“If thou be of the family of Abú-Tálib seek in marriage one of the children of Tahir,
“Even if people look at thee with aversion to them
“At the beginning of the matter or at the end.
“Truly his mother is one who is railed at as a native of Susa, a woman from whom, in fine, they bite carbuncles.”*

(For this poet had called his mother a native of Susa, because the mother of his grandfather Mu­hammad-’bn-Abdullah-’bn-Maimún was of that place.) “That he had declined this alliance and affinity with Muiz on account of scorbutic (maladies) and that he considered him not equal to himself, and gave answer, ‘Both my daughters are engaged in the marriage knot.’ Nuriz on this account im­prisoned him, and seized whatever of his worldly goods he could discover, and at length he suffered death under his hand. But the exact nature of that which happened to him was not known to any one; some said that they killed him and buried him secretly, several said that he fled from prison, and was cut off from the regions of the Hijáz. And Táhir the father of Hasan went to Medina, and be­came lord of that city. And Táhir his uncle’s son, and (his) son-in-law, was in great intimacy with him, and upon the demise of Táhir, Abú Ali was heir presumptive to the lordship, and after his de­cease, Hani and Muhanni his sons obtained the lordship. But Hasan on account of his decayed circumstances as regards wealth and dignity, be­came of no account, therefore he came to Khurasán, and sought an asylum at the Sultan’s Court.” And when Tahirti in this explanation began to mention his mission, Sharif Hasan drew out the tongue of opposition, and denied that he had any connexion with the matter as Envoy, or with the genealogy of the prophet, and gave sentence, authorizing the shedding of his blood. And the Sultán cast the judgment against Tahirti upon the responsibility of Hasan, and Hasan killed him. And the Com­mander of Believers Al-Kadir-Billah sent a Royal letter upon the subject of Tahirti, and signified his pleasure that he should be seized as a troubler of the devotion, and he made an example of, and punished. And when the news of his execution reached Bagdád, and the firmness of the Sultán’s religion became known, and the tongues of objectors and reprovers were tied, the Commander of the faithful regarded him as singularly paired with him, i. e. in religious authority, and he stood in a position of acceptance. And the punishment of Tahirti accords with the saying (Verse)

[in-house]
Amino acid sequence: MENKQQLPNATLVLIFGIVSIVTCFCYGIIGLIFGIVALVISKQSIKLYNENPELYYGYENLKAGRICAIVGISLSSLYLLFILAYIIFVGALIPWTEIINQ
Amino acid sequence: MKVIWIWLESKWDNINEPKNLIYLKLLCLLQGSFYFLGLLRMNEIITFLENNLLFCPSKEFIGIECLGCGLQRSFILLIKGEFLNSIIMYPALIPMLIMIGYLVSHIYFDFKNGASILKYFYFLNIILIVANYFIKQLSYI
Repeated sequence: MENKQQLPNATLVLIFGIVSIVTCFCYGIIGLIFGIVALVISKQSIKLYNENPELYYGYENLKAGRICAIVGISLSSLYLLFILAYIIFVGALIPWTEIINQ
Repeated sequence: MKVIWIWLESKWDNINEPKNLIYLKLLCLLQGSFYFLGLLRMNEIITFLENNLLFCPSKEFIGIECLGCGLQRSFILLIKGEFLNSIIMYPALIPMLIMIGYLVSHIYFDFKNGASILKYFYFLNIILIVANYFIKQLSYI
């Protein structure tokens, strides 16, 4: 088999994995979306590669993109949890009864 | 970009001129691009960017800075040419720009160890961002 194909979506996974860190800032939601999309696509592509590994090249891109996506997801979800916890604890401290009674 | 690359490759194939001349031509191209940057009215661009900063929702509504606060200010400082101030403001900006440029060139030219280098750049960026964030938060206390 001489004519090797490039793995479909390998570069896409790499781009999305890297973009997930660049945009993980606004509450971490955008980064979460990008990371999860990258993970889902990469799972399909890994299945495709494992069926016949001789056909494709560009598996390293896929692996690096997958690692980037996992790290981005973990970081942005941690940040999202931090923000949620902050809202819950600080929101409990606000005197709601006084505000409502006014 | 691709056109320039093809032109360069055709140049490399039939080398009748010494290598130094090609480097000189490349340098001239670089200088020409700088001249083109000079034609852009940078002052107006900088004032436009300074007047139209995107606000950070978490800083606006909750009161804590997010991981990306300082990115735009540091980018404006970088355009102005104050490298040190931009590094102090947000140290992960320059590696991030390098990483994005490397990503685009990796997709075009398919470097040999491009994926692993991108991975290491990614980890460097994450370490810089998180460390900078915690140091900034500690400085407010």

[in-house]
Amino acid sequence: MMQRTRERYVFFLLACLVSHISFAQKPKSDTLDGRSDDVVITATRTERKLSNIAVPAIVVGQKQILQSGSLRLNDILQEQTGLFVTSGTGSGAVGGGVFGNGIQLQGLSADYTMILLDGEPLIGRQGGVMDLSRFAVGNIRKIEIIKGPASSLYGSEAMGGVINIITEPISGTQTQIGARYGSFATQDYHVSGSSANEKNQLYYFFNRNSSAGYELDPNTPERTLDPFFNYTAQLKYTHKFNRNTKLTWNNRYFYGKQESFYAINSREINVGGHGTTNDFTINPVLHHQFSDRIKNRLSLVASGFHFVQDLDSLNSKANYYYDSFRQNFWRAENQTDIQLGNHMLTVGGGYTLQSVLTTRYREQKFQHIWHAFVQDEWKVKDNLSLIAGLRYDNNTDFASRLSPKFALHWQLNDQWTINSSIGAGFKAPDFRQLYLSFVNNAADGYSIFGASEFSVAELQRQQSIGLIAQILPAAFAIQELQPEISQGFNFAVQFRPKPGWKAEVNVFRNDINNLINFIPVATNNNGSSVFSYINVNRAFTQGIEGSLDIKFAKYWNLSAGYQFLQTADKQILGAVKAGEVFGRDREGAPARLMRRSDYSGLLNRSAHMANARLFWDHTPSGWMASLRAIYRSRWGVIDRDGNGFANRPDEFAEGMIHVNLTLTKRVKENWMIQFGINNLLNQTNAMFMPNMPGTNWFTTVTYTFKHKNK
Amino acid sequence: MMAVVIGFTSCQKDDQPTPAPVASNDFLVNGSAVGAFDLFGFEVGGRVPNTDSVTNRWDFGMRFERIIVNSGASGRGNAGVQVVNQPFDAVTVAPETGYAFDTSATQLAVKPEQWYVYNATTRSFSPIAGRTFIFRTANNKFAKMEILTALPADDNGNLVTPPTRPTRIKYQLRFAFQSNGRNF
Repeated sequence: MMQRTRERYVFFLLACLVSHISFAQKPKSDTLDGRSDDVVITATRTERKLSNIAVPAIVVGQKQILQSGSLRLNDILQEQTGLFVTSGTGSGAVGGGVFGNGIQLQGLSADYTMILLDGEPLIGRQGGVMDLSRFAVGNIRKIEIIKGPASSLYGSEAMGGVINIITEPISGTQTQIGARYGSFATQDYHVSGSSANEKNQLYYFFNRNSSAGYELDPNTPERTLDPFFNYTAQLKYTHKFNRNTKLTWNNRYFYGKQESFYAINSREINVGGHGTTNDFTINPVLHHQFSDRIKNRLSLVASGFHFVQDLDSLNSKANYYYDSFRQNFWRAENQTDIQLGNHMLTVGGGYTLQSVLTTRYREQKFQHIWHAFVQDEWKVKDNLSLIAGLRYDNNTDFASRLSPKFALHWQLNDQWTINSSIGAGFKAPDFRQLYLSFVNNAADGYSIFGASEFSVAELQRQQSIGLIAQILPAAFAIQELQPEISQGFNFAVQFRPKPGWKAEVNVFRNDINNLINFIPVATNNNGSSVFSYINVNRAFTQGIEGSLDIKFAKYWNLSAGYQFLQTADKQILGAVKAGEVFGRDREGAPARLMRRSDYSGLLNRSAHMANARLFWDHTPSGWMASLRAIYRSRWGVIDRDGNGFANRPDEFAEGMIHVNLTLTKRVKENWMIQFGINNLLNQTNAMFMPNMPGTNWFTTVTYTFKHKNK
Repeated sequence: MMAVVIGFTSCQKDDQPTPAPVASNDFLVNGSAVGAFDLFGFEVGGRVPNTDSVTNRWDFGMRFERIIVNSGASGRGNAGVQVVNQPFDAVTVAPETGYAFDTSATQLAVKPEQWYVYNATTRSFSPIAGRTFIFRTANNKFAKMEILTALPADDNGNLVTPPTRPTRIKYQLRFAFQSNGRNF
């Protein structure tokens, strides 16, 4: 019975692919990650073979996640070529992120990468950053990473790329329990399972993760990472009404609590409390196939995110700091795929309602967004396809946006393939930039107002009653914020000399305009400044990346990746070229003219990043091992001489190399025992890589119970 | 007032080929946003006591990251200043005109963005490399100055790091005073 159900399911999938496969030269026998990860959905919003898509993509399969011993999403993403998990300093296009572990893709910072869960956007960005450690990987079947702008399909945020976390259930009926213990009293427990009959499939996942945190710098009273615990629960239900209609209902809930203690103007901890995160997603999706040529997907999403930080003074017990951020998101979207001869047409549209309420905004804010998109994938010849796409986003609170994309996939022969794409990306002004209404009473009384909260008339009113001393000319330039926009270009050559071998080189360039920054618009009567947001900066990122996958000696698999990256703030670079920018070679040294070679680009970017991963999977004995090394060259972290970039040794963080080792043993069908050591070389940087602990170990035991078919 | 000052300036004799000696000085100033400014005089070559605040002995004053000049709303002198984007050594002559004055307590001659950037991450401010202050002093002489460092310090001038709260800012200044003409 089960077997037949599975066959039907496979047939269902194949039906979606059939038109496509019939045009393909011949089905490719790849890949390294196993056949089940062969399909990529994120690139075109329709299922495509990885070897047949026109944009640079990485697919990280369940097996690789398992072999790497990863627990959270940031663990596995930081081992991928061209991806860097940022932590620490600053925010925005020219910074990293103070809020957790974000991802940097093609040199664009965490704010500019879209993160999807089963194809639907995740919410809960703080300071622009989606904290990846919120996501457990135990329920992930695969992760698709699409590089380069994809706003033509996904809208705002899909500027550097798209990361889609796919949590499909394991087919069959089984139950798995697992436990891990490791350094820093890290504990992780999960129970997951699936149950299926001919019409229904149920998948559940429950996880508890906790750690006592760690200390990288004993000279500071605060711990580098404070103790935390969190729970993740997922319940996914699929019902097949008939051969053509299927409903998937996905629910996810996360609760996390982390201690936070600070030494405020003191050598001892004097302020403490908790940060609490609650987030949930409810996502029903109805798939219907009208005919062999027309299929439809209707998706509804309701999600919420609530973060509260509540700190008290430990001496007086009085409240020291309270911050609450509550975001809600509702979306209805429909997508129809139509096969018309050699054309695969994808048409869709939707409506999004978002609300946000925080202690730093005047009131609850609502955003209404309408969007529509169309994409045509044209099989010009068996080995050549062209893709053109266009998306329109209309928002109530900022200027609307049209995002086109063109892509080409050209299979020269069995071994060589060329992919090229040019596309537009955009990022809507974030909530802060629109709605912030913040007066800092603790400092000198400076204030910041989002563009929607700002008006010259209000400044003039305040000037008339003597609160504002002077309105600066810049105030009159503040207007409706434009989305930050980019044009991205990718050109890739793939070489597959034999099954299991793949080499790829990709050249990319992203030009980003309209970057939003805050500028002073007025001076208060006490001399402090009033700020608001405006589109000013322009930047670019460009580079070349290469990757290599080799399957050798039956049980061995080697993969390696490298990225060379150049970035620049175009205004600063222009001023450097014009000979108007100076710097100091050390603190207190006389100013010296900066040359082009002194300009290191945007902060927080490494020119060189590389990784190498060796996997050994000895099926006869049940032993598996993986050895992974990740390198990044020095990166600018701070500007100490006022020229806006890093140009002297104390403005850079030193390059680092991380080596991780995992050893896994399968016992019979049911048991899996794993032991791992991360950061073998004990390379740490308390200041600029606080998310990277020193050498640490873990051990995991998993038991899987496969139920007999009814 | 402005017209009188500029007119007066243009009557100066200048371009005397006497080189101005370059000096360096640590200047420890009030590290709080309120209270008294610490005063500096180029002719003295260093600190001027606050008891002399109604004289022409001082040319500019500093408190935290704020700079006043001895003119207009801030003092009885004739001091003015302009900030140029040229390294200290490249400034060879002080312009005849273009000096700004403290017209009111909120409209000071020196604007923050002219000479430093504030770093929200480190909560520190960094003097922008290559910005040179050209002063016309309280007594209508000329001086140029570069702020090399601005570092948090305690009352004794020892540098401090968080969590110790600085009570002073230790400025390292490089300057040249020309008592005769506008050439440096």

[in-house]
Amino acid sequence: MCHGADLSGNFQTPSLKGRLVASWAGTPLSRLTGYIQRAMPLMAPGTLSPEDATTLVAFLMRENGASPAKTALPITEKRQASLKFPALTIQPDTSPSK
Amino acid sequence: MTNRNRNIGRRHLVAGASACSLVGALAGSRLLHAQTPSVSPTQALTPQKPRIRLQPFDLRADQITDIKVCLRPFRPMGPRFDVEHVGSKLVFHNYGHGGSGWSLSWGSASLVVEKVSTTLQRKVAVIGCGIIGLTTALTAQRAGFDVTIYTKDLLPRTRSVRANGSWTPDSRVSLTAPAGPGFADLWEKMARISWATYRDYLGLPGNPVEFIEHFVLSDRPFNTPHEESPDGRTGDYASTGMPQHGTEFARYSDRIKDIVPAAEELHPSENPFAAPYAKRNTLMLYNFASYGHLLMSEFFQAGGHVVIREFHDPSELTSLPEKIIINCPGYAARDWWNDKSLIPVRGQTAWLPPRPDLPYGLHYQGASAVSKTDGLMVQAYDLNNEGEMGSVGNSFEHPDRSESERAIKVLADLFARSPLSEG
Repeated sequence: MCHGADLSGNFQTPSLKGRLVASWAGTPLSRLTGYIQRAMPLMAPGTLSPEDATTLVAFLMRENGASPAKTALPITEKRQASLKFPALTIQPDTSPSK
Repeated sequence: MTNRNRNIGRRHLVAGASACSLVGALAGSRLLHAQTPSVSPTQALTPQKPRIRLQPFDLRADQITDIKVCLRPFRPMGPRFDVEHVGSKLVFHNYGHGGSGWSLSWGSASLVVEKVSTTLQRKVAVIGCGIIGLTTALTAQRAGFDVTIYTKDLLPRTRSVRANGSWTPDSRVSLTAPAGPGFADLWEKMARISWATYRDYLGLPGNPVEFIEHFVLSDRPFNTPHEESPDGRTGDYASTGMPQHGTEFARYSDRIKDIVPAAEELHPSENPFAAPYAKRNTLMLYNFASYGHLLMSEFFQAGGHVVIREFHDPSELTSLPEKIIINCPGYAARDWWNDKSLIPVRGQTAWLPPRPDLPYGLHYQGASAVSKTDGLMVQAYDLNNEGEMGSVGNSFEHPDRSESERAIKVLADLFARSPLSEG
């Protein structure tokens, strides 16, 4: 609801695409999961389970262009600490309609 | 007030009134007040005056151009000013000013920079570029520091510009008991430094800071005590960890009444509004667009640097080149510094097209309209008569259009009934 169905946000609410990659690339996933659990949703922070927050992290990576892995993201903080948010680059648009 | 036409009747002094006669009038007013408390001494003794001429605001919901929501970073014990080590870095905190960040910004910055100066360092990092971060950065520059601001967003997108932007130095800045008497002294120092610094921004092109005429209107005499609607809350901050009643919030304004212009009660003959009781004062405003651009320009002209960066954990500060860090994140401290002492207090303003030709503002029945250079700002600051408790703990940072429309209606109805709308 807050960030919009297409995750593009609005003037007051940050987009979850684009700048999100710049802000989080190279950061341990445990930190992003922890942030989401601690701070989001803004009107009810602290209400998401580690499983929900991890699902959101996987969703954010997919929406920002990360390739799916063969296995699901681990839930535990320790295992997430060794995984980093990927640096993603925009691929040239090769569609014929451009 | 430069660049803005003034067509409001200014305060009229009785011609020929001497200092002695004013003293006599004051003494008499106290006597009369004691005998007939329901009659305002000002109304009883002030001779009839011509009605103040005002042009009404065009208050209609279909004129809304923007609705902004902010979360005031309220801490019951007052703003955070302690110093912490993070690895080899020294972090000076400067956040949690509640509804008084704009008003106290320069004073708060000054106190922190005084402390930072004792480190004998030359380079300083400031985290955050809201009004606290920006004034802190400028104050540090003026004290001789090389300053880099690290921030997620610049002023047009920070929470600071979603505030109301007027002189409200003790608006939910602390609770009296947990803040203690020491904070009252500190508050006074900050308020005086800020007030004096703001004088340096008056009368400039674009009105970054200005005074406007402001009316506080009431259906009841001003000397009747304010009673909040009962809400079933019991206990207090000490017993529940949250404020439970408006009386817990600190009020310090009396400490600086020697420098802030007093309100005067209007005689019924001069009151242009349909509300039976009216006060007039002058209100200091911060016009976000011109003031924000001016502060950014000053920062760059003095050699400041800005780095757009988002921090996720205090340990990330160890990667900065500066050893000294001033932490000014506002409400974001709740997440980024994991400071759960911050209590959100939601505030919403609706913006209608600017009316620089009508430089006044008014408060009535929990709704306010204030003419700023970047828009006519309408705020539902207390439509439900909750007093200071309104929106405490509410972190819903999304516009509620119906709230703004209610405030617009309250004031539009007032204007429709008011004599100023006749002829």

“He who gives to drink a poison that kills suddenly it is just that he suffer a death that streams with blood” (i. e., a violent death, but of a kind different from that by poison).